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Etruria | Etruria

elisabeth-storrs's picture
Etruscans loved shiny things. The more glittering and ornate the better. The most stunning examples of jewellery and art came from the era known as the ‘Orientalizing’ period from ca. 720-575BCE. This was a time when Phoenician and Greeks were attracted to Etruria due to its rich metal...
elisabeth-storrs's picture
 Old fashioned courtesy can go a long way. And so, too, can snail mail. When I requested Ursula Le Guin to endorse my novel I used both. Last year my first novel, The Wedding Shroud, was published in Australia (and has now been released as an e-book world wide). The book is set in C5th...
elisabeth-storrs's picture
One of the main themes of The Wedding Shroud is the exploration of the lives of women in the ancient world through the characters of a Roman girl, Greek slave, Cretan courtesan and Etruscan matron. So what was the status and role of these women in classical times? In both Greece and Rome they...
elisabeth-storrs's picture
As well as the ability to interpret the future from lightning bolts, the Etruscans also observed the flight of birds for the purposes of divination. The process of interpreting the patterns of flight was known as taking the auspices (literally ‘looking at birds’). As was the case with...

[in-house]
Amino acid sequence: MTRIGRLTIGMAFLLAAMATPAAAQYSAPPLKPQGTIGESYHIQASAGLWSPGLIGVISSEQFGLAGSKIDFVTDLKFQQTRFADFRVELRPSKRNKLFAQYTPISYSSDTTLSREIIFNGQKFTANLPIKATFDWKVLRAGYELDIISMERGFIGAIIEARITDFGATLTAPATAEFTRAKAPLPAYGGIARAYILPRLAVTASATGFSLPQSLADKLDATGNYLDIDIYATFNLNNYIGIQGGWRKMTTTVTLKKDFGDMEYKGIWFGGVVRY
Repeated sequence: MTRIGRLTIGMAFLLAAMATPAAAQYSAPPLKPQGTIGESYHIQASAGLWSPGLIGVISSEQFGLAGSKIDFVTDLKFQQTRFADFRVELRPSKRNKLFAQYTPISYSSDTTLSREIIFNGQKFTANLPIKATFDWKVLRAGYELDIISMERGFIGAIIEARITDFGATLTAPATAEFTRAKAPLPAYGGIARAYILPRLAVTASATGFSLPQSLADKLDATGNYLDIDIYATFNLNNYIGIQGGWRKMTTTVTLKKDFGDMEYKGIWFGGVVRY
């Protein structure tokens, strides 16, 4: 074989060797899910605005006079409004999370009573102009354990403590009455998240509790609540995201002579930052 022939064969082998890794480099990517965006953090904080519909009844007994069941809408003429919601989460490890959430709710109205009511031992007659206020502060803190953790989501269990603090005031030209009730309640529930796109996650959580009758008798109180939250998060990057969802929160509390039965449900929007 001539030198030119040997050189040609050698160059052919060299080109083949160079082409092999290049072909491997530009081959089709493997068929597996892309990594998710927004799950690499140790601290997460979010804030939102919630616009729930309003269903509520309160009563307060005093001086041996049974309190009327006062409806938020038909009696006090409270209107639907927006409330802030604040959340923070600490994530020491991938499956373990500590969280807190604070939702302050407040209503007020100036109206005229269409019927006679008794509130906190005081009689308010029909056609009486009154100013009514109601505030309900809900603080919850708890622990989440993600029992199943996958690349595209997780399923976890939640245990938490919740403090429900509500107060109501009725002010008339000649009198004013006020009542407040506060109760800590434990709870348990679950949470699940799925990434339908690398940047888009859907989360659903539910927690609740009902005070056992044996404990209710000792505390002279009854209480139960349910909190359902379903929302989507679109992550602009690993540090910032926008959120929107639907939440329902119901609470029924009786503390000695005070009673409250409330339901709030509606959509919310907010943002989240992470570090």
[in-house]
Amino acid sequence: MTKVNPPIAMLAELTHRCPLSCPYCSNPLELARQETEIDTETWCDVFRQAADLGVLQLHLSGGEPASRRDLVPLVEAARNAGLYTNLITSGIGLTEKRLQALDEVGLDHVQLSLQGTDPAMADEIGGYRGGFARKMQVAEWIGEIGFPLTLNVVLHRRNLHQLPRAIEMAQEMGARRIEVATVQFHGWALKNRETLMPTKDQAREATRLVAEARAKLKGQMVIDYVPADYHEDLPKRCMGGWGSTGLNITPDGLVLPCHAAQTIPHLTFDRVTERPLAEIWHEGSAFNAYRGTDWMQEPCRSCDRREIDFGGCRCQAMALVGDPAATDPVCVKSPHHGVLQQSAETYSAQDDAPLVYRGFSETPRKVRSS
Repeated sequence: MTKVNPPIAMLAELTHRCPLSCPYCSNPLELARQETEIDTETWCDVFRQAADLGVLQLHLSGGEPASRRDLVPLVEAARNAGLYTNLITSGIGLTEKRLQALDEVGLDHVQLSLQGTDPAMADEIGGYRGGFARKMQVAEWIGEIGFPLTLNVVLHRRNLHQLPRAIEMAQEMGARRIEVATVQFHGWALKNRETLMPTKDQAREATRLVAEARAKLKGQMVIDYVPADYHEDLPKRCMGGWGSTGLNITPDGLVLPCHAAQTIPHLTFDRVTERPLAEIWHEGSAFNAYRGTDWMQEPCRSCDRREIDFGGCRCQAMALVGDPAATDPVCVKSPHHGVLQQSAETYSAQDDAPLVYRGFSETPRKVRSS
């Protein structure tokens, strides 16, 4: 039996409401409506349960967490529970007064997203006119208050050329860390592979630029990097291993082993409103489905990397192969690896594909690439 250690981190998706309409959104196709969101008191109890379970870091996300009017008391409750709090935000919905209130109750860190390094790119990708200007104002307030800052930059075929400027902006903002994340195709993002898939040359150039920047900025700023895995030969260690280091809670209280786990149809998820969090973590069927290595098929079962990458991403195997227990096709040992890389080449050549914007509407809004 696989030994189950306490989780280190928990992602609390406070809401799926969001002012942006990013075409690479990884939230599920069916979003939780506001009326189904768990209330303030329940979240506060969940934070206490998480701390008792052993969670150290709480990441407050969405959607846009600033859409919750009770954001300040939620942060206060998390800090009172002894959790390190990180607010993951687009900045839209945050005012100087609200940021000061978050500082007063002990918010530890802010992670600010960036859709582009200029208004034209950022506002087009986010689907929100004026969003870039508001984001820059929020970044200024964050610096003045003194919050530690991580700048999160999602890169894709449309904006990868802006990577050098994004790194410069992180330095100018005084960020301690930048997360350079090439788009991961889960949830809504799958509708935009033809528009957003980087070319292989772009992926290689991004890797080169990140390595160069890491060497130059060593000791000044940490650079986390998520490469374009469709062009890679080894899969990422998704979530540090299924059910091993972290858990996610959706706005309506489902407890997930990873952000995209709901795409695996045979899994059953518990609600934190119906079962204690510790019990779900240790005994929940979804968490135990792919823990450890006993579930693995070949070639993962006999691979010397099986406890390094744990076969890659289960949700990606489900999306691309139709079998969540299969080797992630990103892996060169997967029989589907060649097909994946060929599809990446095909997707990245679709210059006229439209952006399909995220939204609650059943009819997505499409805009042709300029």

elisabeth-storrs's picture
To me a violent storm instils fascination and fear. Science tells me what causes it but tell that to my dog who always hides, shivering, under a table or sits on my feet trying to gain protection. The storm season in Australia brings stillness and darkened skies followed by pelting rain....
elisabeth-storrs's picture
I have two obsessions – writing and ancient history. Luckily I was able to combine both while researching and writing my novel, The Wedding Shroud. The novel is set in Etruria, a civilisation that existed in Italy from archaic times and was situated in the area we now know of as Tuscany, Umbria...